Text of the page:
Growing up I loved my grandfather. He could do no wrong in my eyes my mom once said. I remember on more than one occasion him asking me, in front of others, “Who is your favorite basketball team?”, to which I always replied, “Carolina”. The follow up question was always, “NC State or UNC?” and I would always replied with “The TarHeels!”. Then that January morning came when my mom came to get me out of school. She was picking me up about 20 minutes early, something she never did. My mom very rarely took me to school or picked me up, so when the teacher received a call in the room saying my mom would be there in just a second, I should have known something was wrong. We drove home, quiet I remember. I couldn’t tell she had been crying but when we got home and my grandmother was there, then I knew something was wrong. I remember sitting on the couch and her hugging me and my grandmother hugging me and both crying, saying “your grandfather died”. The gravity of those words did not hit me. Mostly because at that point I did not ever remember my grandfather, at least not my moms dad. So I was sad for them, but wasn’t sad for his loss, I didn’t know him. It wasn’t until another minute or two passed, my mother possibly realized I hadn’t reacted the way she thought I would, that she said, “do you want to go to your Memow’s and be with her?” Then it hit me. She meant my Pawpaw!, the man who referred to me as his “Red Headed Woodpecker” and his “Jackrabbit”. The grandfather who just two days before I had said bye to after staying for the weekend like I often did. An unexpected and sudden loss. My world was crushed.
From that point forward, I was essentially grand-fatherless. No adult male, senior my father, in my life. No grandfather to teach me lessons or spoil me. No one to try and emulate.
Shortly after that January, I started actually paying attention to college basketball. My aunt was a diehard TarHeel, as was my new step mother. March Madness become something I knew about.. and Dean Smith the hero. In 1993, my step mom actually let me stay home from school to watch the first days of the ACC Tournament. She loved Dean Smith like he was her father, and I began to love him as a grandfather. We would watch anything on tv about him, we read magazines, newspaper articles… if it were about Coach Smith, we knew it.
It was then I started learning about the man, Dean Smith, not the coach. I learned that Smith was a social activist, someone who was very much against the death penalty, someone who staged his own sit-in of sorts in Chapel Hill, but bring two black diners into a segregated place to dine, knowing they would not ask the Coach to leave. He was a diehard Democrat, because he believed in social equality and the higher road, and felt the Democratic Party best represented those values. He was someone who put everyone before himself, someone who would sit a player for not respecting the team and trying to steal the glory. He taught his team to point the passer when scoring, a tradition he called “Thank The Passer”. A tradition he had started in the 60s, John Wooden had picked up and something that is commonly scene on the court today. The punishment for not thanking the passer was not pointed at the scorer, but the entire team, and Vince Carter was once quoted as saying anytime someone forgot to “thank the passer”, the entire team would be forced to run sprints in the next practice.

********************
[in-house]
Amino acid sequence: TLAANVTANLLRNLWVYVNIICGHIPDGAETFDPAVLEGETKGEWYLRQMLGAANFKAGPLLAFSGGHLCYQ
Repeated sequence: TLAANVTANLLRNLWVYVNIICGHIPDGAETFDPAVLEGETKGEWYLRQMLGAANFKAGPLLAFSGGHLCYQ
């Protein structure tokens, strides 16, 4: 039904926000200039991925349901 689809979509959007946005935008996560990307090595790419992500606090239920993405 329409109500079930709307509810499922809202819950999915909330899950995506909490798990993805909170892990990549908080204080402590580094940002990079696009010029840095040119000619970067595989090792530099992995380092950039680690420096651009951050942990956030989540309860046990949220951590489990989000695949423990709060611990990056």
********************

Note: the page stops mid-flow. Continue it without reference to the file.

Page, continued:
I remember when Coach Smith won his 877th game, and how he basically ran out of the area after the game in order to avoid having to talk to the media about it. He hated “being the star”. He hated it some much that when UNC decided to name their new arena, The Dean Smith Center, he begged them not to name the arena after him, suggested naming it after Michael Jordan or someone else, just not him.
In his later years, once he retired, we found out Smith had dementia and eventually Alzheimers. Even then, he was still surrounded by old friends and fans. For years, and until fairly recently, Smith was still driven to his office on campus, on Mondays, Tuesdays, & Wednesdays, where he would sit and read or look at pictures, most of the time not knowing who was in those pictures. His closes assistant, Bill Guthridge, also would come in on those days. Guthridge and Smith had been friends for years, Guthridge took over after Smith retired and once Guthridge was replaced, he choose to stay on as an administrator, and kept and office next to Smith.
My memow was diagnosed with dementia, then Alzheimers, and five years and a weeks ago my grandmother left us. Seeing first hand the toll Alzheimers takes on a family, on a person, I have been able to relate to the Smith families fight the last few years, and though I may not live in NC anymore, when I say “Carolina”, I am still referring to UNC, unlike my friends and neighbors here in South Carolina.
Looking back now, I realize that Dean Smith was sort of a fill in grandfather for me. Someone I looked up too, someone I wanted and want to emulate, someone who worried more about the people around him than himself.
Thursday, for some unknown reason, I decided to hang my TarHeel flag outside where my American Flag normally flies. Last night I finished up a project, string art, outlining the state of North Carolina in Carolina Blue and white string. At one point I had grown tired and stressed and decided to finish it this morning, but about midnight I couldn’t sleep and decided to finish it so I could hang it first thing this morning. When I awoke this morning the first thing I did was look at my phone, and see the alert that Smith had died late last night. I jumped up and hung my TarHeel colored project. Dean Smith will always live on… but know every time I see my TarHeel blue art in the living room, I’ll remember the day I finished it, the day we lost our father and grandfather, the day we lost Coach Smith.